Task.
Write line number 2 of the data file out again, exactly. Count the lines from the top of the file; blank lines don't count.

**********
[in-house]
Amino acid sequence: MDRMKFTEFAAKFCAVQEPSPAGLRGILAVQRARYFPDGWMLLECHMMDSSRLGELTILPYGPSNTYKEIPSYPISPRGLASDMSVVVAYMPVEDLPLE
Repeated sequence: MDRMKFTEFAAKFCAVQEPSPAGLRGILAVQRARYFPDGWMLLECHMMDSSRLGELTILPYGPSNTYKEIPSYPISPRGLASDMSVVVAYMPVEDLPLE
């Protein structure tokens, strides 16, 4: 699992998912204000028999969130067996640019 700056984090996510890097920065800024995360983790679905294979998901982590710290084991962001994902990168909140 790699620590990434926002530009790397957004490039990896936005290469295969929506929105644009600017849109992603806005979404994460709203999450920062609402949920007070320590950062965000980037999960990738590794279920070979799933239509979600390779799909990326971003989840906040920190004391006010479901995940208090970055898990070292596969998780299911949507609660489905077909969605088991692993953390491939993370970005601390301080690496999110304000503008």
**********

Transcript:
Amino acid sequence: MDRMKFTEFAAKFCAVQEPSPAGLRGILAVQRARYFPDGWMLLECHMMDSSRLGELTILPYGPSNTYKEIPSYPISPRGLASDMSVVVAYMPVEDLPLE